DENVER -- With too few exceptions, the Broncos have bathed in the darkness the past two seasons, the warm glow of wins hard to remember. They arrived Saturday with everything, seemingly, at stake: a potential playoff berth, their coach's future, and a chance to move closer to avoiding back-to-back losing seasons for the first time since 1972.
This game will not go straight to ESPN Classic. Or anywhere but a cutting room floor. It was ugly and rugged, but with the outcome forever in doubt. After a myriad of questionable coaching decisions on both sides in the final five minutes, it came down to this: the Broncos trailed by one point with the ball and 113 seconds remaining.
It ended like this: Case Keenum destroyed on a blitz by Jabrill Peppers, ending the Broncos' last gasp -- in more ways than one -- on fourth and 10.
The final score: Cleveland 17, Broncos 16. Anger: All-time high.
"We really needed this one," linebacker Brandon Marshall said. "I don't know what to say."
The Broncos, who fell to 6-8, received a final chance after the Browns elected to go for it on fourth down instead of taking a chip shot field goal. Adam Gotsis smothered Nick Chubb for a loss. And you know the rest. Gotsis' play did little to cool the vitriol over coach Vance Joseph's decision to play conservative in the team's second-to-last drive. Joseph's coaching status has become framed as a matter of when, not if. The Broncos are 11-19 under his watch, including one game under .500 at home. It would be a surprise if the Broncos make a move this week, but I never say never with this franchise after the past two years and back-to-back losses to the 49ers and Browns.
About that call with 4:39 remaining.
With a fourth-and-1 at the Browns' 6-yard line, the Broncos did something they eschewed last Sunday in a loss that made this a must-win. Joseph elected for a field goal. Brandon McManus' 29-yard boot shaved the deficit to 17-16. To say it was an unpopular decision is a dramatic understatement. The crowd of 71,000-plus hated the choice, howling in disgust. The Broncos chased points twice in the fourth quarter against San Francisco and flopped both times on fourth down. This decision placed faith in the defense, and reflected the team's inability to run the ball against a crowded box and no Emmanuel Sanders to stress coverage. It became an uneasy strategy when Cleveland running back Nick Chubb bolted 40 yards into the open, leaving Cleveland in field goal range and gobbling seconds off the clock. It also sat in juxtaposition to Joseph's mantra down the stretch, to play to win.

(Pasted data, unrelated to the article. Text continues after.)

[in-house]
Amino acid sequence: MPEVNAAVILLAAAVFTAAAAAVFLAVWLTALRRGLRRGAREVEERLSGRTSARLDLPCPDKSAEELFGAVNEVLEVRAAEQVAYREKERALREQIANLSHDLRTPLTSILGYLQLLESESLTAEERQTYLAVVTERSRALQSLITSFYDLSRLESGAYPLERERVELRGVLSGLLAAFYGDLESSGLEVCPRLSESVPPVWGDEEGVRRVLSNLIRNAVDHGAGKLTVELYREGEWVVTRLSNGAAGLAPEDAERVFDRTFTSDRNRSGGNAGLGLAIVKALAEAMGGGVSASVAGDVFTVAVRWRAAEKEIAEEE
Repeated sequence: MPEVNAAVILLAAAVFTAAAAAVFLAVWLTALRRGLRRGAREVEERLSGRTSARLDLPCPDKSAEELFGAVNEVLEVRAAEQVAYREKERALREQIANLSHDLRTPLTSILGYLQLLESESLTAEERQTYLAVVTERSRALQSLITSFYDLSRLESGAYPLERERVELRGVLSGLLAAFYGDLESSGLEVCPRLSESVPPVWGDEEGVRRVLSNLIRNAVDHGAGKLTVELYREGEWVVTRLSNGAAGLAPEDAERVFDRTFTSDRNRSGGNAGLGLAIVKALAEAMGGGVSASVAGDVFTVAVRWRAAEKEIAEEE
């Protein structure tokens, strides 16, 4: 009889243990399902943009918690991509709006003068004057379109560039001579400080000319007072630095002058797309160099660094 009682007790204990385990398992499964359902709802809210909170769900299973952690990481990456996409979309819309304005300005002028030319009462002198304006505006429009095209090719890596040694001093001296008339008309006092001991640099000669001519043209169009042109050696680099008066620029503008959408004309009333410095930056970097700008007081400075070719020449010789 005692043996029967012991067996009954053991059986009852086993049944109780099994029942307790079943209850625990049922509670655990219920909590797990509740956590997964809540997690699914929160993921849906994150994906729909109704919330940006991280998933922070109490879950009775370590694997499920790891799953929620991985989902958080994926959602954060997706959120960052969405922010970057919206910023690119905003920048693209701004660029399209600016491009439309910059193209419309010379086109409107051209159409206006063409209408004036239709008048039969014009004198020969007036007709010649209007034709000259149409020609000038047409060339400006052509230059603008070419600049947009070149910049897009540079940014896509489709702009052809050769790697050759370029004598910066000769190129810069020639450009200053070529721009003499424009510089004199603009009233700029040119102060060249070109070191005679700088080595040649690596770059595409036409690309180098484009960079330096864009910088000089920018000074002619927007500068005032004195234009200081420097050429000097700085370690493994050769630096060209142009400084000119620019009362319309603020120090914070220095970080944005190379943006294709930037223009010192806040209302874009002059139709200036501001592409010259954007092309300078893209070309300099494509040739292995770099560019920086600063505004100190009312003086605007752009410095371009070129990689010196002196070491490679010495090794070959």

"I wanted to get points there," Joseph said. "I trusted our defense to get a stop."
On Nov. 19, after the Chargers win, Joseph preached the importance of aggression.
"We’re trying to win the game. It’s as simple as that, and I’ll do it again. I told our guys that—fourth-and-1, we’re going to go for it.”
Several players admitted they wanted another play. They also admitted that decision is above their paygrade.
Not going for it left the Broncos going nowhere after their eighth loss of the season. It also illuminated inconsistency. And truth be told, the way the Broncos' season has gone, they would have likely been stuffed on fourth down. Even more popular decisions are not right ones when you have a losing record with two games remaining.
"A lot of anger at myself. There were some plays I could make that I didn't. And there's plays on want back," said Keenum, who finished 31 of 48 for 257 yards and two costly picks. "A lot of anger. I want the ball in my hands with a chance to win the game. And to get that close and to not do it, it pisses me off."
Instead of Keenum directing a fourth-quarter comeback, the final image was jarring. A few thousand Browns fans cheering Baker Mayfield as he was interviewed on NFL Network before he jogged off to wild applause.
"We were supposed to win that game and we didn't," said an emotional safety Will Parks. "We came up short. We have to start winning these games."
The first 30 minutes boasted flashes of greatness draped in yellow flags. Cleveland opened the second half with a 9-minute, 11-second drive that amounted to running on a treadmill. Cleveland's clumsy push, fueled by penalties and short passes, ended with a turnover. Gotsis, enjoying the best stretch of his career, burst through the line and strip-sacked Mayfield. Derek Wolfe pounced on the ball, providing the Broncos a change of possession at their own 42-yard line.
In a game that was more graffiti than da Vinci, the Broncos secured a three-point lead with another field goal. The stops, starts, and penalties made for a difficult watch. Keenum had moments of brilliance and incompetence. Early in the fourth quarter, Keenum unleashed one of his worst passes of the season, an early Christmas gift to T.J. Carrie. It was like an out-of-context Hail Mary.